August 14, 2019

DIY Framed License Plate

I don't even know if that's a good title for this, but the picture speaks for itself.

Many military families keep their home state residency and keep their vehicles registered in that home state. Scott went all in with Alaska and I did too, I suppose. It wasn't permanent but it was our life. We've pretty much adopted the lifestyle and community of wherever we've lived. We've never actually lived on an army base. We just rent or buy off-post and kind of dig in to wherever we happen to be. I found this was especially true for me when it came to working and being a part of the local school district.

So when we moved to Alaska, we became Alaska residents and registered our vehicles with the state of Alaska. When we moved to Missouri and bought a new car and truck, we registered them with Missouri. When we moved to Colorado, we re-registered them with Colorado. When we sold the truck and bought a bigger truck in Wyoming, it was a Wyoming truck.

This means, basically, that we have a collection of license plates in a box and I'm going to do something crafty with them one day. Especially because Alaska has a multitude of different plates/designs/colors, so I have like three different ones from just there.

We bought our truck in Laramie in March 2018 and, did you know, that they register every single truck in that county with a number and our number was 867. Meaning, it was truck number #867 in Albany County.

In fact, when we tried to renew it, they wouldn't let us because we don't have active duty military orders to Wyoming any longer. They also asked if we could send the plates back. I'm pretty sure Scott told them where to go. Of course, Colorado wouldn't let us renew our trailers there either so it's probably not just a Wyoming policy.

So, we registered our truck with Alaska since we are residents there, and plan on also registering our SUV there when the time comes next year.

When Wells was born (at the only hospital) in Laramie, I asked how many babies they deliver each year (because I was pretty sure Ft. Carson was like 12 a day). They told me 250-300. Which means, there's probably less than a 1,000 babies born in Wyoming a year, I would guess. They are the state with the lowest population, after all.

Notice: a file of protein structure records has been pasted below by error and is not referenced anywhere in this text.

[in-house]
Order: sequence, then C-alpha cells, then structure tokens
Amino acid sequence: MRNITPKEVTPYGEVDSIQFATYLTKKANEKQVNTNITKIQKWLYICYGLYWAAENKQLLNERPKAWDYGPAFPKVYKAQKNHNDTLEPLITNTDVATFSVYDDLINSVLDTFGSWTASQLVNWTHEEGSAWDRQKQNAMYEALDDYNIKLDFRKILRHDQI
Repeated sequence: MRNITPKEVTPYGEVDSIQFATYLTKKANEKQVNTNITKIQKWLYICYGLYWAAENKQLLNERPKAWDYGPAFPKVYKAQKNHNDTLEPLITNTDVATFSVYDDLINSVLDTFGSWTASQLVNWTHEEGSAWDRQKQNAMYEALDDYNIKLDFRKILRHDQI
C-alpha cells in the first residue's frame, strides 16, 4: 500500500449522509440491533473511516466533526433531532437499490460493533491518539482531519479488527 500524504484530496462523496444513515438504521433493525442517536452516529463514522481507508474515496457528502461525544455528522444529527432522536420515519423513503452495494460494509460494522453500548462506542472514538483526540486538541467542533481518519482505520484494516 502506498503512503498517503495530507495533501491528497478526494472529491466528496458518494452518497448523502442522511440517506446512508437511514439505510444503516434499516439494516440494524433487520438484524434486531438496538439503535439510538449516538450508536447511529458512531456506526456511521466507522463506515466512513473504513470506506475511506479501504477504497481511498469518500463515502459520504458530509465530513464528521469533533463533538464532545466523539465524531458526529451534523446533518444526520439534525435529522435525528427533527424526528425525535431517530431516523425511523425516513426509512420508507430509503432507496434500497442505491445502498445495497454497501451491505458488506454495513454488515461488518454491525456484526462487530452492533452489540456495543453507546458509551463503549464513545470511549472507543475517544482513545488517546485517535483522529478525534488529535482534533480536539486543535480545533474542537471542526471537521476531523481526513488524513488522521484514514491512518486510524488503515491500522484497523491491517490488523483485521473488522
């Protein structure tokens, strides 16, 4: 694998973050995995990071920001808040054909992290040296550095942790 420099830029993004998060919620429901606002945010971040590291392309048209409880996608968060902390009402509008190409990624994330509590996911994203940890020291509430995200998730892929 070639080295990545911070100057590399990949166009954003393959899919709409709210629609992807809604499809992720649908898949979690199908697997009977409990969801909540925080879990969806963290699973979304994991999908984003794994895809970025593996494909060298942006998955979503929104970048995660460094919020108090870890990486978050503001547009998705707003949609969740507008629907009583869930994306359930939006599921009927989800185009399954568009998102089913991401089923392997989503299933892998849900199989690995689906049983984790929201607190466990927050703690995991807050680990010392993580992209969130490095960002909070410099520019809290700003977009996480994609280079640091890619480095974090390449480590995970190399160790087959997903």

I figured him having this Wyoming license plate was pretty unique, and it's a pretty unique-looking plate to begin with. I decided to craft it into something for his room.

(We actually have another plate too, because most states have a front and back plate, so we have doubles for our collection when I actually get around to displaying it.)

I googled "how to frame a license plate".

I bought a shadowbox frame and they were buy-one-get-one-free so now I need to make something else. 11x14 is the best bet for this dimension. I had to google "dimensions of license plate" when I was in Michael's and they're 6 x 12 inches, FYI.

I hot-glued the license plate to the back. This Wyoming plate was super light compared to other states' plates, so a basic craft hot glue gun might not work on every license plate.

Let it dry, maybe putting something heavy on top to seal it down for a few minutes.

The little circular mark is from the push pin it had in it originally. I'm hoping it just goes away. I was able to cover the other one with the plate.  

Put it back together.

For some reason, I thought this would be a lot more difficult than it was!

While this won't work for every military kid (you know, if you don't have a license plate), it's kind of a fun idea to pay a homage in some way to the state where they happened to be born.

 I feel like I'm going to be spending a lot of time collecting Wyoming-ish things for Wells!


  1. What a fun & clever idea. It would be so neat to have all the license plates in one area over the years... I can imagine you'd rather NOT have all the license plate - but a cool testament to the travel that you're doing.

  2. Very cool! And Wyoming does have a nice plate design! We brought our Michigan and California plates here, and then my dad has a toy model car he has in a display case and the plates on the car are CA plates, so Angel gave my dad the CA license plate to put in the back of the display box. It looks pretty cool, although my own family has no connection to CA whatsoever. My great-grandpa had a collection of 100+ license plates going back decades that my dad inherited, they used to be nailed up covering the walls of the inside of our ancient wooden garage, but when my parents sold the place they were taken down, I don't know who has them anymore, but I'm sure they're still with someone in the family--I hope they get a chance to be displayed again.
    In Malaysia the license plate is with the car for its lifetime, they actually have a system of telling how old the car is and what state it was originally sold in based on the letters on the plate, and they're never changed. And they don't have artistic designs. Ah well!


Comments make my day!